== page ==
With numerous changes to the roster and coaching staff, Gerald Henderson is entering his fourth straight season with the team, which also happens to be a contract year for the former Dukie. While Henderson hasn’t overwhelmingly played to the standards of a lottery talent, he has managed to show improvement each season, which is impressive considering two coaching changes in three seasons and the surplus of losses last season.
Offensively, Henderson has a limited arsenal, but has proven to most effective with his mid-range game. According to HoopData, Henderson shot 45% from 10-15 feet last season, after shooting 38% the season before. This was a big reason why he was able to make a jump in scoring while taking more shots than he ever has per game. Henderson gets to the line a respectable amount for a player of his caliber, averaging about four FTA per 36, but he’s making them at just a 76% clip. I’d like to see Henderson get into the 80’s with his FT percentage. In the final month of last season he was at 83.5% in 17 games. Along with his free throws, the hope is also that Henderson can extend his range to the three-point line to give the team much needed spacing.
Defensively is where Henderson’s value really comes to light. His athleticism, strength, solid lateral quickness, length, and ability to guard two to three positions on the floor is very useful. He was always known for having good, all-around defensive fundamentals and that’s been the case as a Bobcat. Henderson doesn’t get much credit for how good he is defensively because of how bad the Bobcats have been on that side of the ball, but he could see some credit for it depending on the improvements Coach Dunlap is able to make. Having Henderson and Kidd-Gilchrist on the perimeter could be a very formidable defensive tandem on the perimeter.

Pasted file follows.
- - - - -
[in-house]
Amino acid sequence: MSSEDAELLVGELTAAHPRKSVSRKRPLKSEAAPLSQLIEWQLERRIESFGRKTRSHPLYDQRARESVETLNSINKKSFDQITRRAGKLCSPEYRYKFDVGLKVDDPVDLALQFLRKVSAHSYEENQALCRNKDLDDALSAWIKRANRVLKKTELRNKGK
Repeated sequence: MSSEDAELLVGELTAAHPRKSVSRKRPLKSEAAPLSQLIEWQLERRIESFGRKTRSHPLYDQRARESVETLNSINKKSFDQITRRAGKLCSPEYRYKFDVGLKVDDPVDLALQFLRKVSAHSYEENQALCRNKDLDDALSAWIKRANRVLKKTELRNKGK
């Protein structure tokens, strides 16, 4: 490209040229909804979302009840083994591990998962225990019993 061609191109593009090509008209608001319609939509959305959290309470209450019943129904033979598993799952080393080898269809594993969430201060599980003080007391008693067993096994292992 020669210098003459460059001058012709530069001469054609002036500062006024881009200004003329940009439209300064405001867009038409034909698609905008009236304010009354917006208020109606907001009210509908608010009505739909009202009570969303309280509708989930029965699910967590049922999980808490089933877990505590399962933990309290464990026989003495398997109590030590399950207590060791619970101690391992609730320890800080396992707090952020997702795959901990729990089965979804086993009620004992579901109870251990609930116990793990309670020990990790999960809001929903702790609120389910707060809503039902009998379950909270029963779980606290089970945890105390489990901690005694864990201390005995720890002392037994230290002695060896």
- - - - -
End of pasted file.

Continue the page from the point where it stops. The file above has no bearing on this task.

There’s a bunch of good things to like about Henderson, but at the same time you’d like to have a more proven scorer at shooting guard, playing the bulk of minutes. This is where Ben Gordon could come into play this season. Depending on Gordon’s shooting and scoring ability, Henderson could actually see a drop in minutes. Don’t forget about Reggie Williams, who was a dependable bench scorer in Golden State, but had a hard time translating that last season. If Williams can recover his production from his Warriors tenure, he’d also be able to steal minutes. I’d also give an outside chance to second-round pick Jeffery Taylor, who is bigger, has the same ability to defend multiple positions, is just as athletic and has a better three-point shot. Matt Carroll played limited minutes at SG last season as well, but hopefully he’s not on the floor much, if at all this year.
So does the team trade or extend Hendo? There’s no lock he’ll play the career high in minutes he did last season going forward, and that will be a big factor going into discussions for his next contract. There’s certainly potential for depth at SG to move on from Henderson. Considering his age, athleticism, defensive versatility and improvement by season, Henderson has a valid case for a contract worth the Mid-Level Exception. A deal similar to the four-year, $21.3 million deal Courtney Lee signed this summer with Boston is a good comparison. If you don’t agree with extending Hendo, what’s his worth on the trade market? Could the Bobcats pair Henderson’s generous $3.1 million salary this season with an expiring contract like DeSagana Diop’s to take a long-term deal off a team’s hands? There’s a lot to weigh, but Henderson’s going to have to take another jump before the Bobcats pick a lane.
Regardless Henderson is a useful asset to the Bobcats, and other teams, which is clearly a good thing for this rebuilding project.
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